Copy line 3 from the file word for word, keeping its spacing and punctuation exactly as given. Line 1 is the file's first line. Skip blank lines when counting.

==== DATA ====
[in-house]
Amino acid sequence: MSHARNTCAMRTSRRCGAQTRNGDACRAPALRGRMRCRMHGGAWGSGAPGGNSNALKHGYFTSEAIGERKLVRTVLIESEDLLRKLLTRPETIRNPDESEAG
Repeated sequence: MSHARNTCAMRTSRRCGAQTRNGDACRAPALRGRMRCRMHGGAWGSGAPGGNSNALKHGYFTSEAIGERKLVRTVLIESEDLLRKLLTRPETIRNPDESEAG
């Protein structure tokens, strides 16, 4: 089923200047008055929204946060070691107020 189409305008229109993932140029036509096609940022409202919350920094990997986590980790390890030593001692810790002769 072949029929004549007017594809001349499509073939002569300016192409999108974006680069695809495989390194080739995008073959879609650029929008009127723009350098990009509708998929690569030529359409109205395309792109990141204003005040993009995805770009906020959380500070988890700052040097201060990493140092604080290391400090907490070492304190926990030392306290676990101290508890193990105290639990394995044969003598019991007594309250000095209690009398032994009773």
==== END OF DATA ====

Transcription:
Repeated sequence: MSHARNTCAMRTSRRCGAQTRNGDACRAPALRGRMRCRMHGGAWGSGAPGGNSNALKHGYFTSEAIGERKLVRTVLIESEDLLRKLLTRPETIRNPDESEAG